Circle of Need

IMG_4159-scaled-e1702604984670-300x225.jpgIt has been an ultra-busy fall season, the details of which would take up at least a blessings blog amount of space to recount. Basically, my schedule was packed day-to-day and just about minute-to minute from the get-go in September, right through and actually beyond the end of October. I’m not sure that I had really counted the cost of two months of an agenda that afforded no wiggle room, but as my sister-in-law so aptly says, “It is what it is!” and I took a big breath and went with the flow.
The final endeavor of this two-month travel and activity merry-go-round was a trip to my daughter’s home in Texas to watch her three little ones (girl-6 and boys-4 and 2) while she went on a ministry retreat. I am more than happy to spend times like these with my wonderful grandkids, particularly because our time with them is more often than not separated by months at the least, and it is dear to me. I did not take this on wearing rose-colored glasses, however. I did have time with all the littles (7 of them) earlier in October, and I’m certainly not naïve to the energy and effort just a few hours with even one family can take.
And so, I came with a plan: I had some good ideas about where food and drinks would be consumed, how toys that continued littering the floors would find themselves in a trash bag (temporarily – honest!), and that on days when we did have to do things outside the home, we would prepare the night before with clothing and lunches at the ready. I also often do my own routines at night rather than in the morning when I’m with young grandchildren so that I’m adequately prepared for the following day. It actually was all going really well, not perfect, but manageable. That is, until Saturday! It wasn’t long after the morning dawned that things seemed to go south pretty quickly. The four-year-old, Caden, was manifesting symptoms of a fairly bad virus, and his nose was not afraid to show it. It needed constant wiping and attention. At breakfast, Mr. Two used his water bottle to flood his food tray, the floor, and himself. At least that mishap led to a cleaner area when addressed. There were fights over favorite blocks, a tussle over a Santa hat (yes, Santa hat on the first weekend of November), and clashes over other toys that all needed intervention and a level-headed perspective. Big sister engaged baby brother in a game of what I call “pedal-pusher;” each child pushes on the feet of the other in pedal fashion while holding hands. This managed to leave a bloody bottom lip on the little guy with the ensuing care needed for such an incident. We had a potty accident followed immediately by a dirty diaper, each requiring major clean-up, in more ways than one. By this time, it was way past noon. The shower I had hoped to take to allow for me to wash my hair was a pipedream, and as I considered the way things had gone so far that day, this phrase swirled in my mind, “my grandkids present a never-ending circle of need!” When we finally got to making lunch and I dropped the jelly jar on the kitchen tile sending glass fragments and jelly all throughout the floor, I realized that I had entered that circle of need myself.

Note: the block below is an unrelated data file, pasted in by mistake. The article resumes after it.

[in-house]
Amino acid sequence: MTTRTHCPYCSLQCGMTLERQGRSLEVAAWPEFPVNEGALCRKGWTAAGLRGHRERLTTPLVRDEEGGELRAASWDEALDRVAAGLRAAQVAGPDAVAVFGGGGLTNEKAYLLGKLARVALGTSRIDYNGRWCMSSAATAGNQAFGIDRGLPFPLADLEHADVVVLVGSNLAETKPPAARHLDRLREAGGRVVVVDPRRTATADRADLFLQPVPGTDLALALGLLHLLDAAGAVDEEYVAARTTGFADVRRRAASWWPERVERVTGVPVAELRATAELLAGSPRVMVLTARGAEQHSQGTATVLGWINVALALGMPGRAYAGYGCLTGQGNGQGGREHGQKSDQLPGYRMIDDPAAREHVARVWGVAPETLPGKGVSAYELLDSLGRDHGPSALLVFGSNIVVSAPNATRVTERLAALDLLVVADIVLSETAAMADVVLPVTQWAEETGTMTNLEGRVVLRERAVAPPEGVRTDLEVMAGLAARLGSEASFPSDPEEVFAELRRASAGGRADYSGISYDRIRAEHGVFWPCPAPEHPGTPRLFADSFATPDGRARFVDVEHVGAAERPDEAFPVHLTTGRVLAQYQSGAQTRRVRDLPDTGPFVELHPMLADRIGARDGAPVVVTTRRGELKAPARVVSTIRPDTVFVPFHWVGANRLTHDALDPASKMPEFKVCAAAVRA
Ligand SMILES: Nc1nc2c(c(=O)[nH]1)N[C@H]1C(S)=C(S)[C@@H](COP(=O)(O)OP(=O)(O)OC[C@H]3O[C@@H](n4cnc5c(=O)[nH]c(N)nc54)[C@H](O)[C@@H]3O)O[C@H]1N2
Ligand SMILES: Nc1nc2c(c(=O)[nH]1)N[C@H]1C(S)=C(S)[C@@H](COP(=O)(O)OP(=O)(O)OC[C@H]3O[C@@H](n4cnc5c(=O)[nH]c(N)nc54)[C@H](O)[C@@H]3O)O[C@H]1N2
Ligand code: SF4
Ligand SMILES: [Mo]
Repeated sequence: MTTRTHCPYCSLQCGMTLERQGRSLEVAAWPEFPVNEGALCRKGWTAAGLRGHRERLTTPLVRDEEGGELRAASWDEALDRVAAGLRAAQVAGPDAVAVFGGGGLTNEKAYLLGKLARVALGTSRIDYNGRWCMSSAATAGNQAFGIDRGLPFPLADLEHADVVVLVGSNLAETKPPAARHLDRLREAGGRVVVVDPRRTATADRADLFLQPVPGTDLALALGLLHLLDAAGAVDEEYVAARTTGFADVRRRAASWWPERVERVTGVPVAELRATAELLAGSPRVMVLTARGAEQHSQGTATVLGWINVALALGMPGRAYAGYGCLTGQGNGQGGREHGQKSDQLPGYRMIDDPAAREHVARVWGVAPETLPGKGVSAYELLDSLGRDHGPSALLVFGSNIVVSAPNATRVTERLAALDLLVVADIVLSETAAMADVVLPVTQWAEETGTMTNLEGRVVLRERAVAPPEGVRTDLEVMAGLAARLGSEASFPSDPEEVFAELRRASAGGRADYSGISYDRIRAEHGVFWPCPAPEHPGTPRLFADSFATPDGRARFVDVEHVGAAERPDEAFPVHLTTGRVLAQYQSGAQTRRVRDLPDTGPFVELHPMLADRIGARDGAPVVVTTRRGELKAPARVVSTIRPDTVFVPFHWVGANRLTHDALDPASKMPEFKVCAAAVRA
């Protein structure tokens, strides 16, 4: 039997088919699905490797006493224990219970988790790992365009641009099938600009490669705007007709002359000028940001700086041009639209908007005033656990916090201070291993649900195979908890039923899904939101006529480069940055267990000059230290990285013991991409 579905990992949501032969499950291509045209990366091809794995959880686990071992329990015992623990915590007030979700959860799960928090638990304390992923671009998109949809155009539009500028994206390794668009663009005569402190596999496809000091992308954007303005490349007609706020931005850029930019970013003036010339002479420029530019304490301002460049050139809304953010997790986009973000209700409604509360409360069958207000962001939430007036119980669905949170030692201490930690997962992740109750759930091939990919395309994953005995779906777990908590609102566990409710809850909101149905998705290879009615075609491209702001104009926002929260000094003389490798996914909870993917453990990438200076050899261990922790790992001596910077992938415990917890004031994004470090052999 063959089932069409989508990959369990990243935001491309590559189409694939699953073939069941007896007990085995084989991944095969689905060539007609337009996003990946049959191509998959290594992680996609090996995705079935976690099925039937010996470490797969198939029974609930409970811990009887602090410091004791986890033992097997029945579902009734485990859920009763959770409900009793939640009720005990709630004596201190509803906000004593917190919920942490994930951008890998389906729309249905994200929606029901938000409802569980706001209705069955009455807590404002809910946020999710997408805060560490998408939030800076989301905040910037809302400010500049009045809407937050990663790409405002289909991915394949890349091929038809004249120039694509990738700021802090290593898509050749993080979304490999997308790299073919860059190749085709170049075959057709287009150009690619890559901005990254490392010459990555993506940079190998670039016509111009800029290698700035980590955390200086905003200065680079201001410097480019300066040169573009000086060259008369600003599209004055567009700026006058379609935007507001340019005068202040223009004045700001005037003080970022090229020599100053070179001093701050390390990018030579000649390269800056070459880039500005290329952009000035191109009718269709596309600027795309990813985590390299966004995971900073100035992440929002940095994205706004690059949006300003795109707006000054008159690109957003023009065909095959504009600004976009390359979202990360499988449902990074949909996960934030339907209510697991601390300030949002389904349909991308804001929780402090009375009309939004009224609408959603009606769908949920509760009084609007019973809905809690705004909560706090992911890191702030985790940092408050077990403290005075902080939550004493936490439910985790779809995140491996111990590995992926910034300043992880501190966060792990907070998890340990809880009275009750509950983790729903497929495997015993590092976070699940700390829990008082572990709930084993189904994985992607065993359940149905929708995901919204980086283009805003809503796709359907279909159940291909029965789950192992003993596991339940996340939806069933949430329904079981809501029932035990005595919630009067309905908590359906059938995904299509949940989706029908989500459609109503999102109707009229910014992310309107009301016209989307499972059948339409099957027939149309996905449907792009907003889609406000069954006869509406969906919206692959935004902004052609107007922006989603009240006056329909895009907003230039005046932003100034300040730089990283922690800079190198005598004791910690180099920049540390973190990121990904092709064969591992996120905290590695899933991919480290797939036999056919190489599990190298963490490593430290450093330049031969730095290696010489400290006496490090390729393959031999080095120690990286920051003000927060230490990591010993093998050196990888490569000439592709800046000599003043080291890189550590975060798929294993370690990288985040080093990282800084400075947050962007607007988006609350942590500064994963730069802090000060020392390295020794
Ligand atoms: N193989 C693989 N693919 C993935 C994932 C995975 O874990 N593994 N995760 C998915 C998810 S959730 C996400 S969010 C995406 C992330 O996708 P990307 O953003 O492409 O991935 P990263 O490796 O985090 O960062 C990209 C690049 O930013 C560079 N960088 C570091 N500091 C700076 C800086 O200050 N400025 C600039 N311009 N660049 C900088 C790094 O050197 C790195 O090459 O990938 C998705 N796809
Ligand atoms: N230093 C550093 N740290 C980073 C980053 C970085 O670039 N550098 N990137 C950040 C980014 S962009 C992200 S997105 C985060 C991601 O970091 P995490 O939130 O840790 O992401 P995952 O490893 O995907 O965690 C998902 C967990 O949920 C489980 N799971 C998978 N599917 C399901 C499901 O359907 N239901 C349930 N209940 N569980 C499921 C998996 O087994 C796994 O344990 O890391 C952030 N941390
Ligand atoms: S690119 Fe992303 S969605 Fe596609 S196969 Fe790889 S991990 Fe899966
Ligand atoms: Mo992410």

Now, I can hear you saying, “Move over, Grandma! This is my story daily, and it doesn’t take until afternoon to get there.” Believe me, I am aware. I was a mom before the grand was attached. But there is some great news that we can all hold onto and that we especially think about at this time of year. When God sent his Son into the world not “to condemn the world, but in order that the world might be saved through him” (John 3:17b, ESV), Jesus entered right into our circle of need! In fact, he came as he did so that he could relate to the needs of all humankind. As an infant, he didn’t arrive with a self-changing diapering mechanism, a continuous feeding tube, and a recurring hygiene system. No! He came with the need to have nurturing care provided by his mother and protection and provision afforded by his dad, both his earthly parent and his heavenly Father. We are left to imagine what most of his life must have been like as a boy, but considering that day and time, he was vulnerable to the same difficulties and challenges of any other child. Picture fleeing to Egypt and then the trek back; the yearly pilgrimage to Jerusalem for the Passover traveling over rough and rugged terrain; the trials of living as a poor family in the sometimes-hostile environment of first century Israel. And then, even as a man, in spite of constant contact with his heavenly Father, he still had the need for companionship, the need for sustenance, and the need for shelter and clothing. There was nothing about Jesus’ life that was above what we face. However, he had the ability to face it in full harmony with God and with continued strength and confidence that God the Father would meet his every need. Do you believe the same?
Jesus empathizes with our needs, and he is there to meet them. This Christmas, invite him into your circle of need through prayer, taking in his Word, and spending time before him, even if you have just a few precious minutes in the day. He will enter in and bring his peace that passes all understanding along with his answers for your everyday needs as well as the bigger challenges you face.
“Since then we have a great high priest who has passed through the heavens, Jesus, the Son of God, let us hold fast our confession. For we do not have a high priest who is unable to sympathize with our weaknesses, but one who in every respect has been tempted as we are, yet without sin. Let us then with confidence draw near to the throne of grace, that we may receive mercy and find grace to help in time of need” (Hebrews 4:14-16, ESV).
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